The Use of Documentation in a Behavioral Health Setting
The purpose of documentation in a behavioral health setting is:
- To meet ongoing patient needs (CMS, n.d.);
- To create appropriate communication between professionals;
- A required document by Federal and State laws to maintain records (Social Security Act, n.d.);
- To protect from challenges to furnished treatment, different types of penalties, including civil, administrative, criminal, and litigation (CMS, n.d.).
The primary diagnostic systems used in behavioral health
Major diagnostic manuals are the International Classification of Diseases and the Diagnostic and Statistical Manual of Mental Disorders. Implemented in public health, clinical diagnosis, service provision, specific research applications, National Institute of Mental Health’s Research Domain Criteria, and Integration of basic behavioral and neuroscience research.
Examples of the implementation of the primary diagnostic systems
These methods are used for the diagnosis of many illnesses. The most identified finding for the race: are schizophrenia and psychotic affective disorders (Garb, 2017). The most spread result for gender: histrionic personality disorder and antisocial personality (Garb, 2017). The most widely replicated result for age: are organic impairment and depressive disorder, and antisocial personality disorder (Garb, 2017).
Ethical and Legal Standards that Guide Behavioral Health Documentation Standards
Securing clients’ privacy and providing safety is a crucial priority of documentation (Sturm, 2012).
Disclosing record-keeping procedures
The rules identify the information of “the nature and extent of record-keeping procedures” as a violation of the ethics code (Ethics Code 3.10).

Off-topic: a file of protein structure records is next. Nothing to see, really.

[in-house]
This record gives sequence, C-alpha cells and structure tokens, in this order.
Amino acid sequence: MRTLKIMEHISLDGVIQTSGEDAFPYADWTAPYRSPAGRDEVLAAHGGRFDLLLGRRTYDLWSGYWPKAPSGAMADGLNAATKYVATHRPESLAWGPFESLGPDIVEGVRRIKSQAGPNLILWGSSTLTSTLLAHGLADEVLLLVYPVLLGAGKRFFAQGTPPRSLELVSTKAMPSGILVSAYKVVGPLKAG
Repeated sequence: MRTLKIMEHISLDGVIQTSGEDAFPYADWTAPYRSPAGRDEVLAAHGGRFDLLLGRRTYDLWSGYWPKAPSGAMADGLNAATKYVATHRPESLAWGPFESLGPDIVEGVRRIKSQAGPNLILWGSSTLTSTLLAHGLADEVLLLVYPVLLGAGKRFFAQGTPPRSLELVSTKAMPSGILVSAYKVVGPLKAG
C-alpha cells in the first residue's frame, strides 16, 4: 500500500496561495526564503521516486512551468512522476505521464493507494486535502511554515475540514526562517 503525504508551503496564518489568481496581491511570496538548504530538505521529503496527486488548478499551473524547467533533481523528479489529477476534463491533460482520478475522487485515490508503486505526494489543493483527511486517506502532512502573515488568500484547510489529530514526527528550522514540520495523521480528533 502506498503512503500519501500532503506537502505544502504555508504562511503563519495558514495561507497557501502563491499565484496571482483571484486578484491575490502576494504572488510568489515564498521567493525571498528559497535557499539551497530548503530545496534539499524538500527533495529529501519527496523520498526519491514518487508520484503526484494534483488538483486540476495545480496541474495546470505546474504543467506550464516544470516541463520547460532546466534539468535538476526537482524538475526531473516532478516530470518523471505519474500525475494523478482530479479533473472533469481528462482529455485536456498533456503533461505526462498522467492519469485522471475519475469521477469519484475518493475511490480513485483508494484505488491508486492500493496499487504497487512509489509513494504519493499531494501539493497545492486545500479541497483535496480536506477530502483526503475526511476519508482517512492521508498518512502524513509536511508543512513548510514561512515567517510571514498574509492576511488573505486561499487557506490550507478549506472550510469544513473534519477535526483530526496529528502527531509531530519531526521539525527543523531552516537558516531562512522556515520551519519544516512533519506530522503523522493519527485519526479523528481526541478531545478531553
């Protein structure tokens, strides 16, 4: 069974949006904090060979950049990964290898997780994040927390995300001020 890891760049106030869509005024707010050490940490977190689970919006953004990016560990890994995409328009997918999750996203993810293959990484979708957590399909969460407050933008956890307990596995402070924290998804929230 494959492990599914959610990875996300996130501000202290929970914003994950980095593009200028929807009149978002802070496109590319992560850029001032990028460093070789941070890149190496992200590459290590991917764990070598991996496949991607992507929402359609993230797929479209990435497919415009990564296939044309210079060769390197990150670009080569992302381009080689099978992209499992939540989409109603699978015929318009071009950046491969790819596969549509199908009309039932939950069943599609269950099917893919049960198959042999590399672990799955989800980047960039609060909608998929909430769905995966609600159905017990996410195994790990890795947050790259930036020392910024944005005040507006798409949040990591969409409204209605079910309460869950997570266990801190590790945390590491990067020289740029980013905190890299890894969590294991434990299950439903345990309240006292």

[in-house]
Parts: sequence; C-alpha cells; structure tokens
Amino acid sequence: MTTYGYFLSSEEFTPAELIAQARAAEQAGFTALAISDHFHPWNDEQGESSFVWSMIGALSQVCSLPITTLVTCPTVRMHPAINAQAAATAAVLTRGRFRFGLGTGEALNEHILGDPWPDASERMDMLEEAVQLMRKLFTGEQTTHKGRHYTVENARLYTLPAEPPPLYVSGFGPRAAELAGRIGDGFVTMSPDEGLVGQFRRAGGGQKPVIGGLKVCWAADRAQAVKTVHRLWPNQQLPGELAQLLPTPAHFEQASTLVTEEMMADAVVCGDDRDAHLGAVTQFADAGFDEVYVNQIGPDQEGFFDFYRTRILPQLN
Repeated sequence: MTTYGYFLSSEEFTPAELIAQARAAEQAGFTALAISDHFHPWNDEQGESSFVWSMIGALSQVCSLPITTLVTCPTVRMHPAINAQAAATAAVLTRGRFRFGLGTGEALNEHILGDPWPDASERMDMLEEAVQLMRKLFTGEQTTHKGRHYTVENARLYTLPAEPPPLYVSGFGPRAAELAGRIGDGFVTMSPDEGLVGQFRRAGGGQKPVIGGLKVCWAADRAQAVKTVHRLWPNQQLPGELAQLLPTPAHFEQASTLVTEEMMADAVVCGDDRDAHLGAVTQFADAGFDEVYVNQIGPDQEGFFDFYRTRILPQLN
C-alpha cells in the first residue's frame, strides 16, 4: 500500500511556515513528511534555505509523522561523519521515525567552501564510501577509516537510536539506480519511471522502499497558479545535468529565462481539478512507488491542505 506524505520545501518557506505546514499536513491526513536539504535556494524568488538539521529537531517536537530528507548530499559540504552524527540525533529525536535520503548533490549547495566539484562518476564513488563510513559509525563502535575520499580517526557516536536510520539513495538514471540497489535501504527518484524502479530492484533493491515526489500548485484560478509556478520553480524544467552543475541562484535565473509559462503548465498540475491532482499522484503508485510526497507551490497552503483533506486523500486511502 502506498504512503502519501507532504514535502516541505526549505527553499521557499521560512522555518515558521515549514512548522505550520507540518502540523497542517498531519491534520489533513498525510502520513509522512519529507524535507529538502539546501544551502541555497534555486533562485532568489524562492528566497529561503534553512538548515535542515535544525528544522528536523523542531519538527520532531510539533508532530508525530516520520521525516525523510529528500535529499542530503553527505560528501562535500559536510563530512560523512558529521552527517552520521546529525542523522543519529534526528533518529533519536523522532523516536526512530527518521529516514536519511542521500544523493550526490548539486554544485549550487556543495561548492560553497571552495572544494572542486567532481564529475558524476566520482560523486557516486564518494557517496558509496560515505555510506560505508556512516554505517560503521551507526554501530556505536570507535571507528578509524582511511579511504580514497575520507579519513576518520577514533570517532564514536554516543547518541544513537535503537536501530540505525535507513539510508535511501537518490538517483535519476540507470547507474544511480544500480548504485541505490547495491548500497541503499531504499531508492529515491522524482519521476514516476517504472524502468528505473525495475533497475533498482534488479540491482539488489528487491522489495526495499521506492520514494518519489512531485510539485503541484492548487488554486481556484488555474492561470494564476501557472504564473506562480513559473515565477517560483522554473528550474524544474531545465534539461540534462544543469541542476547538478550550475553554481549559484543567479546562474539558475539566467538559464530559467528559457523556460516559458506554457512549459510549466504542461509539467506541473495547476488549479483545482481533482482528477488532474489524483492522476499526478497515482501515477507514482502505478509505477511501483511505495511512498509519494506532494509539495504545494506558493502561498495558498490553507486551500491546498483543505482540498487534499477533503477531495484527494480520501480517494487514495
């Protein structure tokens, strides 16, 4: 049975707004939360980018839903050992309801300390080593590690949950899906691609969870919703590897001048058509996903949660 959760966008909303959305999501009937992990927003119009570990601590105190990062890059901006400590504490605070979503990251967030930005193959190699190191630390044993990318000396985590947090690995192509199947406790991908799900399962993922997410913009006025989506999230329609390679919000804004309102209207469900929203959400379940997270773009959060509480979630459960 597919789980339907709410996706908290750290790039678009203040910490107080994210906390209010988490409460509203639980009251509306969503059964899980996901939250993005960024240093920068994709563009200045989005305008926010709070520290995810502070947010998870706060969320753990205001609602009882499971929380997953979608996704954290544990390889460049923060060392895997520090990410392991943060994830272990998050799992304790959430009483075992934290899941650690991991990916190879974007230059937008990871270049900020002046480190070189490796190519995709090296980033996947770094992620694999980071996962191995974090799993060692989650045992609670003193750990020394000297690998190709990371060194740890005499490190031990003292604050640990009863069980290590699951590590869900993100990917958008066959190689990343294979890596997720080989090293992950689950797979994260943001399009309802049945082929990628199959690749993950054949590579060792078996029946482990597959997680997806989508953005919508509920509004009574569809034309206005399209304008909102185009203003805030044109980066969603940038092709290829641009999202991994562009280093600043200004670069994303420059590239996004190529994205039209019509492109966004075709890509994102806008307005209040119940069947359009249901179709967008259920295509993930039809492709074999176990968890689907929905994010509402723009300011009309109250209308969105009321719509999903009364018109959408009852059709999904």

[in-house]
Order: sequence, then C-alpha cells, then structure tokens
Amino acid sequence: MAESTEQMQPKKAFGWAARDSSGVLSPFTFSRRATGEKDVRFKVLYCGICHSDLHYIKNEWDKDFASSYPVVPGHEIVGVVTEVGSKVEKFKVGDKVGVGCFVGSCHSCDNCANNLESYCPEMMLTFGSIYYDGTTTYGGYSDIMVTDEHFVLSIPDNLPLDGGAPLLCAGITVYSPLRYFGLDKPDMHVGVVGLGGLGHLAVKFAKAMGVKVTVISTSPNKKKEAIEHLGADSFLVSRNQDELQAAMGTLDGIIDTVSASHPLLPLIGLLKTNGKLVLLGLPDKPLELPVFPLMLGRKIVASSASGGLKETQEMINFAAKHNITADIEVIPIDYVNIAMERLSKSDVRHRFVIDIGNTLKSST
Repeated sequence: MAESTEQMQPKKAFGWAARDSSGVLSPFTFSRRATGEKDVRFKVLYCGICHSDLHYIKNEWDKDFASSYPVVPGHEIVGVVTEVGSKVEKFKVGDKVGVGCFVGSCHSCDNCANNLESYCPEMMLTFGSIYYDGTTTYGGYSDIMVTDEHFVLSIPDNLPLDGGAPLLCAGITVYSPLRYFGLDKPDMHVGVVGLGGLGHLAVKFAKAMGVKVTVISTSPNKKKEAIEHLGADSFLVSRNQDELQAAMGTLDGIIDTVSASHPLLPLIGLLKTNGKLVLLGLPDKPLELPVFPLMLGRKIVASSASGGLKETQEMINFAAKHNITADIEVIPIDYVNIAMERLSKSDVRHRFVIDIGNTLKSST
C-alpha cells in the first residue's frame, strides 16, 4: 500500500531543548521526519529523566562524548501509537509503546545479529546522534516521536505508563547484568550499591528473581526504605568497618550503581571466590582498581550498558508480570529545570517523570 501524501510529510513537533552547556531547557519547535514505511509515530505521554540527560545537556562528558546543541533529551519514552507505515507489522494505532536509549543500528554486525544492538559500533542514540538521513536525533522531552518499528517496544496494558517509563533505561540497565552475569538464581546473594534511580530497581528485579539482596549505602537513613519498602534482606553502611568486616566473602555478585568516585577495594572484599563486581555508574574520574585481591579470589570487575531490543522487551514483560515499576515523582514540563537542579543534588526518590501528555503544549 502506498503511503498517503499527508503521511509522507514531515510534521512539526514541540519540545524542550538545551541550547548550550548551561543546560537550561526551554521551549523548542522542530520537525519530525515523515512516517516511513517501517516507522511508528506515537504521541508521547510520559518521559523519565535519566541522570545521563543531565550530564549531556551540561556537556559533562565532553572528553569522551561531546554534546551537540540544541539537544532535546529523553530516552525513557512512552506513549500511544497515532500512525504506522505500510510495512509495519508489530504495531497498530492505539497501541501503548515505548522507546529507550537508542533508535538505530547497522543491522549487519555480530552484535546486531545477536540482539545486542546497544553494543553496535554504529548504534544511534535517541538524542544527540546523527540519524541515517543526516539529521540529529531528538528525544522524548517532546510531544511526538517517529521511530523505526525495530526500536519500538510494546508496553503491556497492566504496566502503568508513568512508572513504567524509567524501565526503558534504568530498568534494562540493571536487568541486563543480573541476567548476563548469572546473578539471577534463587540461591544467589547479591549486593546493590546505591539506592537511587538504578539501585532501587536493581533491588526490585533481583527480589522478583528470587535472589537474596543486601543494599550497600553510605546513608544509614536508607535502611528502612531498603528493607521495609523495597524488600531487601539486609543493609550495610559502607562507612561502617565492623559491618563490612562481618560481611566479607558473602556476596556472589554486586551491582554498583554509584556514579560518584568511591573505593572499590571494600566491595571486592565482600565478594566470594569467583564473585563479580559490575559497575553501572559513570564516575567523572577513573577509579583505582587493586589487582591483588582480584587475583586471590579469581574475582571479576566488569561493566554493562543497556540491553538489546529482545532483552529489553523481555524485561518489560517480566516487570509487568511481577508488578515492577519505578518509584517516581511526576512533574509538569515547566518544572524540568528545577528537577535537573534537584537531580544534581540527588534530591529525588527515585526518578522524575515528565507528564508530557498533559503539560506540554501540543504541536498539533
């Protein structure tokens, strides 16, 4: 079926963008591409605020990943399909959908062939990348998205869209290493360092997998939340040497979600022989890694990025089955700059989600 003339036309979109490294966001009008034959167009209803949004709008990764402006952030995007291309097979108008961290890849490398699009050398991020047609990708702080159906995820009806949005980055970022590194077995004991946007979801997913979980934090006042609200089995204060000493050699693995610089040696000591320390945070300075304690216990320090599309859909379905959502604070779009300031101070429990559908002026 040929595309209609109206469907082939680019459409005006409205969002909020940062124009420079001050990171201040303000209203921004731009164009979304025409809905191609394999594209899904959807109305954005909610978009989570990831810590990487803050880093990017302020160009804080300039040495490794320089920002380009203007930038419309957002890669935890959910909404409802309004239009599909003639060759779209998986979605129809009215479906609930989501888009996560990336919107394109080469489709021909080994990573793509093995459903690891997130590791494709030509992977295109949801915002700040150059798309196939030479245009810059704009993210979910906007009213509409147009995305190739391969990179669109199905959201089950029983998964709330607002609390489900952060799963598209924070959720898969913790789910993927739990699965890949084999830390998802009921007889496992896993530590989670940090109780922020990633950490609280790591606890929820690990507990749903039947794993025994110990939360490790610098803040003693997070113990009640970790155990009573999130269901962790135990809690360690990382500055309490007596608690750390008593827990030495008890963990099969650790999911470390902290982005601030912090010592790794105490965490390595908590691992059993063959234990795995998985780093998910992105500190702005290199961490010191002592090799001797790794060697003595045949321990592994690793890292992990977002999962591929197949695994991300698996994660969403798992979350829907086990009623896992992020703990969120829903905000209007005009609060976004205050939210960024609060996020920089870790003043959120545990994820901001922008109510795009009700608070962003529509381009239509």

Maintenance and security
Practitioners are required to access a security plan that facilitates decent protection for papers or electronic records, avoids loss or damage, and establishes appropriate security standards by professionals (Sturm, 2012).
Retention of records
Professionals reviewing records should also recognize and identify clinical documents their type, be able to test results, and take proper decision-making (Sturm, 2012).
Differences between Electronic Health Records (EHR) and Electronic Medical Records (EMR)
- A digital version of the patient’s chart;
- Contains the patient’s medical and treatment history;
- Stay in doctor’s office, does not get shared.
- Records from multiple doctors;
- Long-term view;
- Includes: demographics, test results, medical history, history of present illness, and medications.
The Strengths of Having Client Records Available in a Database
Provide accurate, up-to-date information about the patient. Enable quick access for coordinated and efficient care. Securely share electronic information. Diagnose patients, reduce medical errors, and provide safer care.
The Limitations of Having Client Records Available in a Database
- Potential Privacy and Security Issues;
- Inaccurate Information;
- Frightening Patients Needlessly;
- Malpractice Liability Concerns.
Clark, L. A., Cuthbert, B., Lewis-Fernández, R., Narrow, W. E., & Reed, G.
M. (2017). Three approaches to understanding and Classifying Mental Disorder: ICD-11, DSM-5, and the National Institute of Mental health’s research Domain CRITERIA (RDOC). Psychological Science in the Public Interest, 18(2), 72–145. Web.
Garb, N. (2017). Diagnostic classification systems are designed primarily to assist clinicians in determining which condition(s) apply to patients presenting with psychiatric disorder. Anxiety in Children and Adolescents with Autism Spectrum Disorder.
Healthcare, G. (n.d.). Gallagher healthcare :: Industry Insights Blog. Advantages and Disadvantages of Electronic Health Records. Web.
Medical Documentation for Behavioural Health Practitioners. CMS. (n.d.). Web.
Social Security Act (n.d.). State plans for medical assistance. Act §1902. Web.
Sturm, D. C. (2012). Record keeping for practitioners. Monitor on Psychology. Web.
What are the advantages of electronic health records? HealthIT.gov. (2019). Web.